Chapter 1 - Instructor Supplemental Solutions to Problems...

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Instructor Supplemental Solutions to Problems Marc Loudon Joseph G. Stowell to accompany Organic Chemistry 5th Edition This manual provides the solutions to the problems that are not provided in the Study Guide and Solutions Manual. These answers are provided as electronic files in Portable Document Format (PDF). Each chapter is provided as a separate file. For the conventions used in these solutions, see the Preface of the Study Guide and Solutions Manual. Permission is given to adopting instructors to post these answers only in electronic form for the benefit of their students. Distribution in print form or resale is a violation of copyright. Copyright © 2010 ROBERTS & COMPANY PUBLISHERS Greenwood Village, Colorado
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© 2010 Roberts and Company Publishers Chapter 1 Chemical Bonding and Chemical Structure Solutions to In-Text Problems 1.1 (b) The neutral calcium atom has a number of valence electrons equal to its group number, that is, 2. (d) Neutral Br, being in Group 7A, has 7 valence electrons; therefore, Br + has 6. 1.2 (b) The positive ion isoelectronic with neon must have 10 electrons and 11 protons, and therefore must have an atomic number = 11. This is the sodium ion, Na + . (d) Because Ne has atomic number = 10 and F has atomic number = 9, the neon species that has 9 electrons is Ne + . 1.3 (b) (d) 1.5 The structure of acetonitrile: 1.6 (b) The overall charge is –2. 1.8 (b) Formal charge does not give an accurate picture, because O is more electronegative than H; most of the positive charge is actually on the hydrogens. (d) An analysis of relative electronegativities would suggest that, because C is slightly more electronegative than H, a significant amount of the positive charge resides on the hydrogens. However, carbon does not have its full complement of valence electrons—that is, it is short of the octet by 2 electrons. In fact, both C and H share the positive charge about equally. 1.9 The bond dipole for dimethylmagnesium should indicate that C is at the negative end of the C—Mg bond, because carbon is more electronegative than magnesium. 1.10 (a) Water has bent geometry; that is, the H—O—H bond angle is approximately tetrahedral. Repulsion between the lone pairs and the bonds reduces this bond angle somewhat. (The actual bond angle is 104.5 ° .)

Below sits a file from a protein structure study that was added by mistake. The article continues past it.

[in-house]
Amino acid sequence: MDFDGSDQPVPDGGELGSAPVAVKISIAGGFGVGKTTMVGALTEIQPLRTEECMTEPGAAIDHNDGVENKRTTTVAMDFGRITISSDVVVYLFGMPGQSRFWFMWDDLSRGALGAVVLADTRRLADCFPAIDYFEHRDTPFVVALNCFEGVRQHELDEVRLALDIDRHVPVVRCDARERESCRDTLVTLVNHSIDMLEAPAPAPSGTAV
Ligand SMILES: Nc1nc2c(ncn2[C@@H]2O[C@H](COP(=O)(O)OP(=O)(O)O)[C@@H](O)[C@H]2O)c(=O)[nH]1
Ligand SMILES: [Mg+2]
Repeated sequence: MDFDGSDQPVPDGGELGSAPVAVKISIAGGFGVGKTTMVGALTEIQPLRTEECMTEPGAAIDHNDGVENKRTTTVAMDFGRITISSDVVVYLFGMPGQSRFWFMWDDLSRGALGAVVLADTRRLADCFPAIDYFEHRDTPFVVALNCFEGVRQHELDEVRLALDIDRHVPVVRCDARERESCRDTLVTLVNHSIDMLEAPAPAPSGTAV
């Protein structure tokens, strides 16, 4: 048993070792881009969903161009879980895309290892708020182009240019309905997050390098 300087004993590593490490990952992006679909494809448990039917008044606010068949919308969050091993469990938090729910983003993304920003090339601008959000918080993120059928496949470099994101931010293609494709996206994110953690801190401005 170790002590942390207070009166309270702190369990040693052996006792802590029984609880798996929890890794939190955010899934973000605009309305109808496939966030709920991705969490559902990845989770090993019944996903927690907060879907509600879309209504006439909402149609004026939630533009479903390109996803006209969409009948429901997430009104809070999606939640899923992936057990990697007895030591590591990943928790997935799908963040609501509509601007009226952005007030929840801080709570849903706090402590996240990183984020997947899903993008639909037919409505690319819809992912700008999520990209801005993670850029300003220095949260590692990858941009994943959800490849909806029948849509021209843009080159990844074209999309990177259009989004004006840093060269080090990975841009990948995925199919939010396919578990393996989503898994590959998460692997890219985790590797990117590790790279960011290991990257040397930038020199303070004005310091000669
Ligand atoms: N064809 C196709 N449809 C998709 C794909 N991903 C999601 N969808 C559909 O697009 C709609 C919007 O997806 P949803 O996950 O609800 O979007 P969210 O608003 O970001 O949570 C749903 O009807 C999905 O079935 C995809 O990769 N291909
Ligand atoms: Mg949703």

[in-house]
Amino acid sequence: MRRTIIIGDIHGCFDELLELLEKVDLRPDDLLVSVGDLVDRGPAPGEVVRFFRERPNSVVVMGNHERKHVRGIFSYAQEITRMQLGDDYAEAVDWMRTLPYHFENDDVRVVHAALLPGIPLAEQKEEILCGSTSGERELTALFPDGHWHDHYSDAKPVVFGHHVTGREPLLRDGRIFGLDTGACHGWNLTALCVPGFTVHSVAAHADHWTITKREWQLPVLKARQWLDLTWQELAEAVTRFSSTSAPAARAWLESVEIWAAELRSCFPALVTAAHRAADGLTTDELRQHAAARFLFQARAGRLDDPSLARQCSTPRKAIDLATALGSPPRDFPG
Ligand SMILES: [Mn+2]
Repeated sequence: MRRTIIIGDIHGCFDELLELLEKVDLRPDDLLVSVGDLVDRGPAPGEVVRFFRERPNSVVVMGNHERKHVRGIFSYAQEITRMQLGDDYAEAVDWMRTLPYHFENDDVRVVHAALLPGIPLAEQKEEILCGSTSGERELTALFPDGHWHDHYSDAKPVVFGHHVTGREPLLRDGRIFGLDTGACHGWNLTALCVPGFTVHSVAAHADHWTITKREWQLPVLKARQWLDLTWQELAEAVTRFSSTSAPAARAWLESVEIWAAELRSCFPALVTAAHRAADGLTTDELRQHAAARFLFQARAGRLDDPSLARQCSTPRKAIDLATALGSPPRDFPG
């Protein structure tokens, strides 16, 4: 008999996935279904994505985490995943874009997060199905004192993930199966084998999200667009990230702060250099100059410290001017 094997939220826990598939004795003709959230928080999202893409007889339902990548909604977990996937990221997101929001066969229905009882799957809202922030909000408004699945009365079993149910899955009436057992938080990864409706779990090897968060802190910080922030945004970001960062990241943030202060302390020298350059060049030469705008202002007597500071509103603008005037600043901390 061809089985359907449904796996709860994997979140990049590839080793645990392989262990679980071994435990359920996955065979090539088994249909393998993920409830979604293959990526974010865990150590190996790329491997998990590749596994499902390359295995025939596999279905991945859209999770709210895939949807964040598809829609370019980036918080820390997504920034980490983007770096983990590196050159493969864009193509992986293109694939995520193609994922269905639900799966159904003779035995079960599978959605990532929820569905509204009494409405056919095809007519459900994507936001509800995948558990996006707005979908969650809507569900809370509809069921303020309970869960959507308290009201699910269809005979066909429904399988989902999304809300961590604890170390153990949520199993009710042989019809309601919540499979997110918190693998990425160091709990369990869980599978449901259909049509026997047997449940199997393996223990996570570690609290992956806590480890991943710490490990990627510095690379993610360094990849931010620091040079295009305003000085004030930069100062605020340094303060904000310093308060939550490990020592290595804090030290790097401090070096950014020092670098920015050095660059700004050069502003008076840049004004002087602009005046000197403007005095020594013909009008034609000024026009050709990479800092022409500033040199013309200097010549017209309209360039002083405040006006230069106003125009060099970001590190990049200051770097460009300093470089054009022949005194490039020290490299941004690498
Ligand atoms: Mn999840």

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INSTRUCTOR SUPPLEMENTAL SOLUTIONS TO PROBLEMS • CHAPTER 1 2 (c) The formaldehyde molecule has trigonal planar geometry. Thus, both the H—C—H bond angle and the H— C A O bond angle are about 120 ° . 1.11 (a) Bond angles: aa, ab, bc, bd, cd, de, df, and ef are all about 120 ° , because all are centered on atoms with trigonal planar geometry; fg is predicted to have the tetrahedral value of 109.5. The bond lengths increase in the order a ± g < e < b < d ± f < c (In Chapter 4, you’ll learn that C—H bonds attached to carbons of double bonds are shorter than C—H bonds attached to carbons of single bonds. For this reason, a < g .) 1.13 (a) Because the carbon has trigonal-planar geometry, the H—C
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This note was uploaded on 02/13/2010 for the course EGR 012 taught by Professor Witfield during the Spring '10 term at Aarhus Universitet.

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Chapter 1 - Instructor Supplemental Solutions to Problems...

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